According to the multivariate survival analysis (using the Cox proportional hazard model) both ‘presence of visceral metastasis’ and ‘aggressiveness of the primary carcinoma site’ were the statistically significant factors (Table 4).

Table 4

Multivariate Survival Analysis Using the Cox Proportional Hazard Model




DISCUSSION

Rougraff and colleagues were able to identify the primary carcinoma sites in nearly 90% of patients and rank the most commonly known primary sites which were the lungs, kidneys, liver, thyroid, breasts, colon and bladder [4Rougraff BT, Kneisl JS, Simon MA. Skeletal metastases of unknown origin: A prospective study of a diagnostic strategy J Bone Joint Surg Am 1993; 75(9 ): 1276-81.]. Tang Xiao Dong et al. were able to identify the primary carcinoma sites in 70.5% and rank the five most commonly known primary sites which were the lungs, kidneys, prostate, liver and breasts [22Tang XD. Diagnosis of bone metastasis from unknown origin Orthop J China 2009; 17(1 ): 7-10.].

In this study, the primary carcinoma sites in 86.6% were able to be identified, and the five most commonly identified primary sites were the lungs, the biliary system, the hematologic system (excluding MM), the prostate and the breasts. Surprisingly, we found the biliary system to be among the five most commonly identifiable primary sites and not the kidneys. A large number of cholangiocarcinomas were found because this cancer is a very common type of biliary tract cancer, and the highest incidence of this cancer in the world is found here in Northeastern Thailand [14Sripa B, Pairojkul C, et al. Cholangiocarcinoma: lessons from Thailand Curr Opin Gastroenterol 2008; 24(3 ): 349-56., 23Poomphakwaen K. Risk factors for cholangiocarcinoma in Khon Kaen, Thailand: a nested case-control study Asian Pac J Cancer Prev 2009; 10(2 ): 251-8.].

In the survival analysis of this study, it was discovered that if the primary sites were more aggressive, the patients’ survival period was shorter when compared to cases having less aggressive primary tumor sites. Additionally, if the patients also presented with visceral metastasis, their survival outcome was poorer.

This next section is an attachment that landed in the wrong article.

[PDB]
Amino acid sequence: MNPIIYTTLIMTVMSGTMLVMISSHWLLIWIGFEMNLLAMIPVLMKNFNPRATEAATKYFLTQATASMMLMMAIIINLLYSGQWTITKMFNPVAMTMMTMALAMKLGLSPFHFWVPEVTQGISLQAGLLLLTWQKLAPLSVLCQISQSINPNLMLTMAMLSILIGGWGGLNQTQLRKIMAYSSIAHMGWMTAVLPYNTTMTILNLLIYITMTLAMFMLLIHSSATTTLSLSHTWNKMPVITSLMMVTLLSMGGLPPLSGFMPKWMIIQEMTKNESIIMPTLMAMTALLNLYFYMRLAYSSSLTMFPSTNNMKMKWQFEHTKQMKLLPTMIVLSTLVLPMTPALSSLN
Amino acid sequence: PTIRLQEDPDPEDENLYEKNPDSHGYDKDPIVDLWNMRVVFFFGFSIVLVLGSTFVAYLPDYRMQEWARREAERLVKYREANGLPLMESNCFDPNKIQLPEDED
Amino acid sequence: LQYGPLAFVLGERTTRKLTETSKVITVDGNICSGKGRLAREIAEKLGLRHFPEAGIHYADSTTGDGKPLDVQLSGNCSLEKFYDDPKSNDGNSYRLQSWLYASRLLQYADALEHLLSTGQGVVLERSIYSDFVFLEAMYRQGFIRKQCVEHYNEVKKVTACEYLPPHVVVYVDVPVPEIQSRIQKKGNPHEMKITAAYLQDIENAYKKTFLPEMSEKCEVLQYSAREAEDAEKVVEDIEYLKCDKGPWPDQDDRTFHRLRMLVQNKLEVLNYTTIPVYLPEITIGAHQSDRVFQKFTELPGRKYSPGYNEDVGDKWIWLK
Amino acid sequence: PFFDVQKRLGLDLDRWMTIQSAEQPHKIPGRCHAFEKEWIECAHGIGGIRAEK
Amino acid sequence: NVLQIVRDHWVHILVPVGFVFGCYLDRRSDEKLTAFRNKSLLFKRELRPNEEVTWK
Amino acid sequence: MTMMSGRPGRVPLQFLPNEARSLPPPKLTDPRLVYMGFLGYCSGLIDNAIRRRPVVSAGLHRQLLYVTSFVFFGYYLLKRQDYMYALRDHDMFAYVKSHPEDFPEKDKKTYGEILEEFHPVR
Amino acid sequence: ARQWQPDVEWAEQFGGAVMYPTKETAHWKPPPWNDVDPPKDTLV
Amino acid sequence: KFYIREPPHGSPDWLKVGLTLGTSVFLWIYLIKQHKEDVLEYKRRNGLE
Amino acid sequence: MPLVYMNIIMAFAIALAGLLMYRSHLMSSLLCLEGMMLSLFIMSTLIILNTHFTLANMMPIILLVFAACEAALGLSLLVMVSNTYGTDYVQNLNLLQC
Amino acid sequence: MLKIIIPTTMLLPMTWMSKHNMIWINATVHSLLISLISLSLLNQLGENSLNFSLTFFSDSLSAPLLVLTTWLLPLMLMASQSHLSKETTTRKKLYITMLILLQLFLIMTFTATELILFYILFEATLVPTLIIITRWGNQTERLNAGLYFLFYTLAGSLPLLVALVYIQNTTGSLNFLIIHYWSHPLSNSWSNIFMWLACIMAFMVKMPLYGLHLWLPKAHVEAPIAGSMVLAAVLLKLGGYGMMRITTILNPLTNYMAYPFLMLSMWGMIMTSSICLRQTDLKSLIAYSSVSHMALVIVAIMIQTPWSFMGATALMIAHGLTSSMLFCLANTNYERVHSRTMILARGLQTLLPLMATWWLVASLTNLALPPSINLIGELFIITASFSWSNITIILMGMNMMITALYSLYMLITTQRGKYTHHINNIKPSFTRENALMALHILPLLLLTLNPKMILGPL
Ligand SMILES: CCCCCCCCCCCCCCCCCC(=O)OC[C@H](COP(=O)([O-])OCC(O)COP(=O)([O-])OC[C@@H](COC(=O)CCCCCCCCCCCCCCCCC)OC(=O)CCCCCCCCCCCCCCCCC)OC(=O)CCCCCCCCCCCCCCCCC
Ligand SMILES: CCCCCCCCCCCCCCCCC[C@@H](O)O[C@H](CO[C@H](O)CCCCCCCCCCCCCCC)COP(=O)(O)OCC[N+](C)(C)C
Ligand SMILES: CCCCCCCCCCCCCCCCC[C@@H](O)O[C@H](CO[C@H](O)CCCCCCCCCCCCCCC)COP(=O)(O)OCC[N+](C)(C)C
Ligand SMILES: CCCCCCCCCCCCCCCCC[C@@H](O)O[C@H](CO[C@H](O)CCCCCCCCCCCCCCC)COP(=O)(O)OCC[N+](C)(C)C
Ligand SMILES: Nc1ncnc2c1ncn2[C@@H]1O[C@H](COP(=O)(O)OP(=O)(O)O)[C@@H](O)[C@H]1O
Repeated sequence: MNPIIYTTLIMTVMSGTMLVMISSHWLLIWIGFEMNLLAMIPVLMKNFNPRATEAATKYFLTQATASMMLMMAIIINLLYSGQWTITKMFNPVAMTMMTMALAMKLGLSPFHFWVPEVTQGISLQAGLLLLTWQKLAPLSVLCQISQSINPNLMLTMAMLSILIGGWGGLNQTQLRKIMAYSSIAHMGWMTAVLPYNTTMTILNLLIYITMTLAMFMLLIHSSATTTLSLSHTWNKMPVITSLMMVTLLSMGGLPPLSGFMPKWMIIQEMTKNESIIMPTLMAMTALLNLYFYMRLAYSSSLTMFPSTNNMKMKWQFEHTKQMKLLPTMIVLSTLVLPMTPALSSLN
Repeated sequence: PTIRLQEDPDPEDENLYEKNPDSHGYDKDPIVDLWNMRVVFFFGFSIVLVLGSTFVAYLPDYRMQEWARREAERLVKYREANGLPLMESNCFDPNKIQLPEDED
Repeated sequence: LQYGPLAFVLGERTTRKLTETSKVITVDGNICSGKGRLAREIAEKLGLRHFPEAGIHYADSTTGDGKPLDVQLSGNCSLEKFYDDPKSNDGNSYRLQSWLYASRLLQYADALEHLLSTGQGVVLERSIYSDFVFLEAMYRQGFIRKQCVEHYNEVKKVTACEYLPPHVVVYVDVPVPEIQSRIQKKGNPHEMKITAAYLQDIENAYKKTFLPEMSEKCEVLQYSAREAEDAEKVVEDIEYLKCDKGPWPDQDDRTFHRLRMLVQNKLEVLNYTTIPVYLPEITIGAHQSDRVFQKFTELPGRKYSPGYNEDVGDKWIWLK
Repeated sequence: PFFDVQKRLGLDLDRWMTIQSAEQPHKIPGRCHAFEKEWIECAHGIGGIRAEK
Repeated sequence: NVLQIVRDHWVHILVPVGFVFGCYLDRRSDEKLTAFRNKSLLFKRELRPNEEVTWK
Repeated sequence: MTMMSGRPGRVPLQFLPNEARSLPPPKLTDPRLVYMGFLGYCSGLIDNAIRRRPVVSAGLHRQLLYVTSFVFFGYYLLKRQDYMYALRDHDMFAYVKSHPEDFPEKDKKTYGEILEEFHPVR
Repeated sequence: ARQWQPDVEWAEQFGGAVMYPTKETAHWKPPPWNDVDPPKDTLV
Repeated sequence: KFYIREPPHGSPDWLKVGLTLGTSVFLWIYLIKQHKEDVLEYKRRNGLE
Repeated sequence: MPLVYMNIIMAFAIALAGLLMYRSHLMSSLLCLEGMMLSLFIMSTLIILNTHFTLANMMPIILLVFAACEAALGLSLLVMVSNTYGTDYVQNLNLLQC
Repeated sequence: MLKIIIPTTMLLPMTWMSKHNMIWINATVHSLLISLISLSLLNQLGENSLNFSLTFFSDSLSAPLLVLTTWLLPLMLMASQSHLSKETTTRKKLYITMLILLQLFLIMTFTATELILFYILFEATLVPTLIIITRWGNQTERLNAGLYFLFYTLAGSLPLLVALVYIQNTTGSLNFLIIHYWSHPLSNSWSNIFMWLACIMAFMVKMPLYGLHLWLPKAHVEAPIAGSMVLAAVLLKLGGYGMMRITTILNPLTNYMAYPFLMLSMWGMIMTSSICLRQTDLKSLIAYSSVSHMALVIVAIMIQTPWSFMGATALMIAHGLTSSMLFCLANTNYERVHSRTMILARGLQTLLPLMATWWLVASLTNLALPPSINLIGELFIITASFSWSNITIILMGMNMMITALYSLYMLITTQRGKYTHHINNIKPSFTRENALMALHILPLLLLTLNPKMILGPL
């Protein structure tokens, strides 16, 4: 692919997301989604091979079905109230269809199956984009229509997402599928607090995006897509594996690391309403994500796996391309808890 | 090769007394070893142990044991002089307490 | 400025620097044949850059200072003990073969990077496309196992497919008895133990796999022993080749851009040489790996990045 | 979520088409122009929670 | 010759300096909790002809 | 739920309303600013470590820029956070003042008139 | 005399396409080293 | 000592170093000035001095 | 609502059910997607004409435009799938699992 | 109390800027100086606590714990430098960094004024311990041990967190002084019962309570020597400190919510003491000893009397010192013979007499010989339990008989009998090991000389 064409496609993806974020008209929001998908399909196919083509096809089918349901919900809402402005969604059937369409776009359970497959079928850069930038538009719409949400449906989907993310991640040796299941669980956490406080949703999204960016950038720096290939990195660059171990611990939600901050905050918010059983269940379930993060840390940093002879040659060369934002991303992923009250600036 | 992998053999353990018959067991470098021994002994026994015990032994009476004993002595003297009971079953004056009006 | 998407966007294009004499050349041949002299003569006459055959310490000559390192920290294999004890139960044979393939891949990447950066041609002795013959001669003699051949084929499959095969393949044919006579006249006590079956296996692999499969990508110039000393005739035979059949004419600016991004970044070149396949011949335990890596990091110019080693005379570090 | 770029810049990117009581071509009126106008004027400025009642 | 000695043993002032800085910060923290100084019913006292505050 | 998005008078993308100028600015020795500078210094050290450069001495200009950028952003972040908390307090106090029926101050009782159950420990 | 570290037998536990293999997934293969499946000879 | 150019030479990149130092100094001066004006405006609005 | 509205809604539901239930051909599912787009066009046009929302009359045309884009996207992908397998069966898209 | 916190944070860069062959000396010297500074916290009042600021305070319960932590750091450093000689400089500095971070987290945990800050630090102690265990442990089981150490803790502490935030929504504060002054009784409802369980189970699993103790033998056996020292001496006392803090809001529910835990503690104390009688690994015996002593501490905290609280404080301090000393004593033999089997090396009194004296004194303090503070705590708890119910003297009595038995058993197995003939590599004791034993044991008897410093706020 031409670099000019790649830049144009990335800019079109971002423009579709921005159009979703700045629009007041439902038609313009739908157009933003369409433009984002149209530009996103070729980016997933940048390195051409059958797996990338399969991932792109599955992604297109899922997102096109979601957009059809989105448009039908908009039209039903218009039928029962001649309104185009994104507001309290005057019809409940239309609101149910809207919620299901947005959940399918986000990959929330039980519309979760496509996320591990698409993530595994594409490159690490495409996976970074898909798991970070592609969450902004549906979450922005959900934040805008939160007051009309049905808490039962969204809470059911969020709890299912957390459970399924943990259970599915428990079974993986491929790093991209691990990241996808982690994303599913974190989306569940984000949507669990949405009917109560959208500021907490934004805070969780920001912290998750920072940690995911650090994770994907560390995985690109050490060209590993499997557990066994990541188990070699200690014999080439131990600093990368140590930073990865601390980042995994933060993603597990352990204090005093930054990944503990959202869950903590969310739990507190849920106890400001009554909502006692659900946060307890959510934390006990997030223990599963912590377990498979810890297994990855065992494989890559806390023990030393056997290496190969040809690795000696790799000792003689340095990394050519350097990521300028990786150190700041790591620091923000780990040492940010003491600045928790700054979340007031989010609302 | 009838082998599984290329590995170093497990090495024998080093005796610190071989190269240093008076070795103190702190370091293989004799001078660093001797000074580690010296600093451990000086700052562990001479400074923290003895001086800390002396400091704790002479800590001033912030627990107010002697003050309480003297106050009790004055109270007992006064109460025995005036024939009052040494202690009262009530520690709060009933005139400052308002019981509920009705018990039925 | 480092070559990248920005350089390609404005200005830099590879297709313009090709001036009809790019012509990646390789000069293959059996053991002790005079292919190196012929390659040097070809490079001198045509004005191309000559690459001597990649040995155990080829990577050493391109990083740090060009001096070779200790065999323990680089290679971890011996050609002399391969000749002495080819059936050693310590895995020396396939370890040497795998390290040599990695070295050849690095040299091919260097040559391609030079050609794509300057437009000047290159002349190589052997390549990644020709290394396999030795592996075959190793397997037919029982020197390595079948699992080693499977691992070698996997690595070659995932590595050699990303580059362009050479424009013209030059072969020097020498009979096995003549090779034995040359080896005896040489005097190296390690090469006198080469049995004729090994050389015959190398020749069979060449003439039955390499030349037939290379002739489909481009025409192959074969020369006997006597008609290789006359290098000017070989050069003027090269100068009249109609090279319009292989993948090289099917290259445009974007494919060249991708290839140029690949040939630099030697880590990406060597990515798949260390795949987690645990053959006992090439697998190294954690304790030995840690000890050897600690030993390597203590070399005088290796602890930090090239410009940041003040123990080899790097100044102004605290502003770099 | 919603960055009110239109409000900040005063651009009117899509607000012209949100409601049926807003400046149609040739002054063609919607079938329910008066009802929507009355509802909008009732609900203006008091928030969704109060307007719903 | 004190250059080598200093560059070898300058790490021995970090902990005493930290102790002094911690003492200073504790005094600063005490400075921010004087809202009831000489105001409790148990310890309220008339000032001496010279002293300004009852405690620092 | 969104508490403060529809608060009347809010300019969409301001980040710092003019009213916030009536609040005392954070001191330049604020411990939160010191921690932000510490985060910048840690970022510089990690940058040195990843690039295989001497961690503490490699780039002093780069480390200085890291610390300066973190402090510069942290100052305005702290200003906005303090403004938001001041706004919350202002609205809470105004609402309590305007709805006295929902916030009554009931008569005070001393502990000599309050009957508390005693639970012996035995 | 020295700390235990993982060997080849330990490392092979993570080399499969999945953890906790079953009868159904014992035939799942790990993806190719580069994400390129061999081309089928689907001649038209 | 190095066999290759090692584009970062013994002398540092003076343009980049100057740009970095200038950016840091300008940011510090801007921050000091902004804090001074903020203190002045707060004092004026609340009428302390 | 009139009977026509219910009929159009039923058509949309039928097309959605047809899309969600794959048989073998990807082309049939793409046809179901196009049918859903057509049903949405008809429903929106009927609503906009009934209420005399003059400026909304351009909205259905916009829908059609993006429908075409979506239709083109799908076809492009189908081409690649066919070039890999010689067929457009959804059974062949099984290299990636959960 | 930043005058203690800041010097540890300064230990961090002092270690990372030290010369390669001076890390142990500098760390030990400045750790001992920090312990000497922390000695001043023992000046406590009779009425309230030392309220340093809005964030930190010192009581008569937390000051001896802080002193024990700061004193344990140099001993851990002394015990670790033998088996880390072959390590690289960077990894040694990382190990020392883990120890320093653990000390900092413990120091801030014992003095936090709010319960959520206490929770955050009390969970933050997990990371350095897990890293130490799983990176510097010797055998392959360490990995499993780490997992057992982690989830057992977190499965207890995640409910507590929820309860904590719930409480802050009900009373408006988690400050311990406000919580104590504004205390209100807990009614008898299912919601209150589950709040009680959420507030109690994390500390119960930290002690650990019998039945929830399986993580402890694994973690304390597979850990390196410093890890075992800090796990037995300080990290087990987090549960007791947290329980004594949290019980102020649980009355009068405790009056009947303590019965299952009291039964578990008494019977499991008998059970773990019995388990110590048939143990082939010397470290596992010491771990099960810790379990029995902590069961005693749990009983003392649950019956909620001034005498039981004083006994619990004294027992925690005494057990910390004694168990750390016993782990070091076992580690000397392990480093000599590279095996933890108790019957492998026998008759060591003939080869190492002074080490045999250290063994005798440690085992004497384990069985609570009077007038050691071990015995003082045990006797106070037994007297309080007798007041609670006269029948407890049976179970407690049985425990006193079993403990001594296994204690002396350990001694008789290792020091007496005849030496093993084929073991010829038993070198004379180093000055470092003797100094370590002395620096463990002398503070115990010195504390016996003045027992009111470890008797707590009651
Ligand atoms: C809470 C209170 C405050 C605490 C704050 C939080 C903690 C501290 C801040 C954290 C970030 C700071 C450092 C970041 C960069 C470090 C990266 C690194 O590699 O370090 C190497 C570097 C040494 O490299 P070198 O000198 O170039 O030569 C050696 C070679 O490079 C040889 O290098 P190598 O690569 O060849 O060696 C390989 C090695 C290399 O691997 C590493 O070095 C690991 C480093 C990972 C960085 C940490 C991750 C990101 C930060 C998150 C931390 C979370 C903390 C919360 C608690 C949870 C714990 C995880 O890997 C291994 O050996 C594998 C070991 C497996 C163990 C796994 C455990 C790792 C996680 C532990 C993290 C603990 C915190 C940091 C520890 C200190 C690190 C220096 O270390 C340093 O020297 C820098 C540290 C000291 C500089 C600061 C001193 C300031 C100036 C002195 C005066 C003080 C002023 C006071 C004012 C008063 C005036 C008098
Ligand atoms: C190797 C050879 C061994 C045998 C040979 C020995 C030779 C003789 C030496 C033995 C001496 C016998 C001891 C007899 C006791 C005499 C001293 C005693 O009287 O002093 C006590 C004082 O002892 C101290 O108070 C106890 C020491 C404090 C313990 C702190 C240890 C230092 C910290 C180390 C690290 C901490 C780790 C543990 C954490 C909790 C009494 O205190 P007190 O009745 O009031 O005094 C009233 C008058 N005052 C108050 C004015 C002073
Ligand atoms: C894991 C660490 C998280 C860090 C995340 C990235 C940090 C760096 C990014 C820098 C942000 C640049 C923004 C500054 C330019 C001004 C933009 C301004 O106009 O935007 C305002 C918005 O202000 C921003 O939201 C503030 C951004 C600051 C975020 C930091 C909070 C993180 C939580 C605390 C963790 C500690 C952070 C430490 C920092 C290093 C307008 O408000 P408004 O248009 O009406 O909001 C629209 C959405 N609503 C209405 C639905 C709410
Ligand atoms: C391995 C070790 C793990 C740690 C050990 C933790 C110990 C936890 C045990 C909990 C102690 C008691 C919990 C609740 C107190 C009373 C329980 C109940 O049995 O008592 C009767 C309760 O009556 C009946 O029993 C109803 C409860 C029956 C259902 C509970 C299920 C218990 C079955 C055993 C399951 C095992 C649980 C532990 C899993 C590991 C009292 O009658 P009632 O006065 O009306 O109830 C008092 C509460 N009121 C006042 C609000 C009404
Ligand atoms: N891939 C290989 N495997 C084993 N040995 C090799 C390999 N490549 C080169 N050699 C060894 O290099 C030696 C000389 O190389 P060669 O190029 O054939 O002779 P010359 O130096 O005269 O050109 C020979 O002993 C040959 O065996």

The limitations of this study are as follows: (1) This study is a retrospective study and some problems may arise regarding the quality of the reported files. All collected patient data is as complete as possible and is derived from the scanned medical record files from the hospital’s computer system for both in-patients and out-patients. (2) There were a small number of spinal metastasis patients which made it difficult to do the survival analysis (by type) using the Kaplan-Meier curve. (3) Because of the small numbers of each identified primary carcinoma site, it was also difficult to do the survival analysis (by type) using the Kaplan-Meier curve. (4) Due to the varied options for treatment which ranged from observation to surgical treatment during the 5 year period of data collection, the treatment modality for spinal metastasis might have affected patient survival. In regard to the treatment of spinal metastasis, this factor has not been considered in our study. (5) Because the results of a ‘whole spine MRI’ were not available for some of the patients, it is possible that other metastatic lesions were missed and not detected by the Tc-99m bone scan [24Buhmann Kirchhoff S, Becker C, Duerr HR, et al. Detection of osseous metastases of the spine: Comparison of high resolution multi-detector-CT with MRI Eur J Radiol 2009; 69(2 ): 567-73.]. Furthermore, this study was performed between January 2007 and July 2011. During that period some techniques for assessing primary tumor sites in spinal metastasis were changed. For example, the advances in immunohistochemistry staining can now identify primary carcinoma sites more easily and accurately. Additionally, advances in CT and MRI may lead to earlier detection of tumors at their primary and metastatic sites. When compared to these advances, our facility still employs the same methodology today as was used in 2007 to assess the primary tumor sites in spinal metastasis patients.

CONCLUSION